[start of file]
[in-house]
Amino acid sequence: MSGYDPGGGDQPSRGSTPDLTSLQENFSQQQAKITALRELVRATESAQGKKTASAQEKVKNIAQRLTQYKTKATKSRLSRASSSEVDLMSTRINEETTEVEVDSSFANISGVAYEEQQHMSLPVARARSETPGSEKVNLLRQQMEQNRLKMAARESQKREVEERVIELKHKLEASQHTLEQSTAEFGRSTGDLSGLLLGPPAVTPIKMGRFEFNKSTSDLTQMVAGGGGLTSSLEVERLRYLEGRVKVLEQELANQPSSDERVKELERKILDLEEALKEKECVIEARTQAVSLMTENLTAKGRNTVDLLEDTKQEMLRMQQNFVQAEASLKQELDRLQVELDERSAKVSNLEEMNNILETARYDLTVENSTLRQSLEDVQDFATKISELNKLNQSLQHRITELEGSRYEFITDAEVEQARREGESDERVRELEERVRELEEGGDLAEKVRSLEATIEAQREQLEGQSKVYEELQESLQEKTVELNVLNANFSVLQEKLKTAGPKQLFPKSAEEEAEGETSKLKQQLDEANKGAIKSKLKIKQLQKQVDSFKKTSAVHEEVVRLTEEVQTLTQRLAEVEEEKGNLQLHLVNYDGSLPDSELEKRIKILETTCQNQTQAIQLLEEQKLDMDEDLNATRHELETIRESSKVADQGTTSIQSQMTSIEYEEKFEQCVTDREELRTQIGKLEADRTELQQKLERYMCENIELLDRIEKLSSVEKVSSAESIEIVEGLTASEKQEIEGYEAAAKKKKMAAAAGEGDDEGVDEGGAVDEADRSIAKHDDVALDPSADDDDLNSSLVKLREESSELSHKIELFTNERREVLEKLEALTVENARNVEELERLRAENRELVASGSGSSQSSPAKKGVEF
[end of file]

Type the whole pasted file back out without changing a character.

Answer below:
[in-house]
Amino acid sequence: MSGYDPGGGDQPSRGSTPDLTSLQENFSQQQAKITALRELVRATESAQGKKTASAQEKVKNIAQRLTQYKTKATKSRLSRASSSEVDLMSTRINEETTEVEVDSSFANISGVAYEEQQHMSLPVARARSETPGSEKVNLLRQQMEQNRLKMAARESQKREVEERVIELKHKLEASQHTLEQSTAEFGRSTGDLSGLLLGPPAVTPIKMGRFEFNKSTSDLTQMVAGGGGLTSSLEVERLRYLEGRVKVLEQELANQPSSDERVKELERKILDLEEALKEKECVIEARTQAVSLMTENLTAKGRNTVDLLEDTKQEMLRMQQNFVQAEASLKQELDRLQVELDERSAKVSNLEEMNNILETARYDLTVENSTLRQSLEDVQDFATKISELNKLNQSLQHRITELEGSRYEFITDAEVEQARREGESDERVRELEERVRELEEGGDLAEKVRSLEATIEAQREQLEGQSKVYEELQESLQEKTVELNVLNANFSVLQEKLKTAGPKQLFPKSAEEEAEGETSKLKQQLDEANKGAIKSKLKIKQLQKQVDSFKKTSAVHEEVVRLTEEVQTLTQRLAEVEEEKGNLQLHLVNYDGSLPDSELEKRIKILETTCQNQTQAIQLLEEQKLDMDEDLNATRHELETIRESSKVADQGTTSIQSQMTSIEYEEKFEQCVTDREELRTQIGKLEADRTELQQKLERYMCENIELLDRIEKLSSVEKVSSAESIEIVEGLTASEKQEIEGYEAAAKKKKMAAAAGEGDDEGVDEGGAVDEADRSIAKHDDVALDPSADDDDLNSSLVKLREESSELSHKIELFTNERREVLEKLEALTVENARNVEELERLRAENRELVASGSGSSQSSPAKKGVEF